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Dr. B.
Dr. B., Veterinarian
Category: Dog Veterinary
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Experience:  Hello, I am a small animal veterinarian and am happy to discuss any concerns & questions you have on any species.
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My year old (6 lb.) Shih Tzu ate one of my Triamterene/Hctz

Customer Question

My year old (6 lb.) Shih Tzu ate one of my Triamterene/Hctz 37.5/25 Tabs. What should I do? induce vomiting or watch her or? Thank you.
Submitted: 1 year ago.
Category: Dog Veterinary
Customer: replied 1 year ago.
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Customer: replied 1 year ago.
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Expert:  Dr. B. replied 1 year ago.

Hello & welcome, I am Dr. B, a licensed veterinarian and I would like to help you with your wee one today.

Now while we do use Triamterene in dogs, this is an overdose for a wee lass this size. Therefore, the risk of adverse effects is quite high. Thus if she has just done this, we'd want to absolutely induce vomiting now. To do so at home, you can administer 3% hydrogen peroxide orally at a dose of 1ml per pound. (2 teaspoons per 10 pounds of body weight). You can give it via dropper, syringe, turkey baster – we just want to get it in. After giving this orally, move the abdomen around or get your wee one walking about to get things mixing. This should usually lead to vomiting. If it is unsuccessful after 10 minutes then it can be repeated twice more. And if we still have no vomiting, then you'd need to consider seeing your local vet (or ER vet) so that apomorhpine (a very strong injectable emetic) can be administered just get this out of the stomach and avoid any adverse issues.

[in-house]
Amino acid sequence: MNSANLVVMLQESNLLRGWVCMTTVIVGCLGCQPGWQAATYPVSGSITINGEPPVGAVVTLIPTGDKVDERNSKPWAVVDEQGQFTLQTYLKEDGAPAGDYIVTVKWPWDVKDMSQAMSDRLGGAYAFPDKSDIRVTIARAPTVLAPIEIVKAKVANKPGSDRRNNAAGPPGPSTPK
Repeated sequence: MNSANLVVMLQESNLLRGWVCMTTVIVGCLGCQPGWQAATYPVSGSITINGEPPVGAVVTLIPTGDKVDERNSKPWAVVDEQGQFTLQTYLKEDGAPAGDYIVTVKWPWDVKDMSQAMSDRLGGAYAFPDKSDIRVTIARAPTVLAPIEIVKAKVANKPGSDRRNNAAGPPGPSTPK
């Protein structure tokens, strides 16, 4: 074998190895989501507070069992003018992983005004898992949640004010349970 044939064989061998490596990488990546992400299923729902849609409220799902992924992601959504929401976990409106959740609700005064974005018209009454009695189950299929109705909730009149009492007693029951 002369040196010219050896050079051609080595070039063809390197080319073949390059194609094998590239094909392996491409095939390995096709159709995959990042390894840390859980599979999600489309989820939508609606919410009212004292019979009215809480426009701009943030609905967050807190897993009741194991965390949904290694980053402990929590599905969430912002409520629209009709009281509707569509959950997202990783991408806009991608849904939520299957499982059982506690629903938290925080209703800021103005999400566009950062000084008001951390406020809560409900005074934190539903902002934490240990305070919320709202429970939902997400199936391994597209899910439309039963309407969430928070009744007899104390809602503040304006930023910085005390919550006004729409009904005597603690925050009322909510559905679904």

Otherwise if you cannot get her to vomit, you can also consider administering activated charcoal at this stage. This is available over the counter from the pharmacy (ask for the high strength version, not the one for gas) and works by binding any remaining material in the stomach. For activated charcoal, we tend to give 1-4 grams per pound every 8 hrs. This can be mixed with food to be fed or with water to syringe feed (do note that it stains, so keep it away from white carpets/clothes). This will just limit how much is absorbed and reduce the intoxication risk here.

Overall, this is an overdose for her, therefore we do want to act quickly here. Therefore, do induce vomiting +/- treat with activated charcoal now. And if you see her have any weakness, wobbliness, fainting, lethargy, or collapse (or if you struggle to get that tablet back at all), then we'd want to have her vet urgently for IV fluids and supportive care to reduce any risk from this for her.

Please take care,

Dr. B.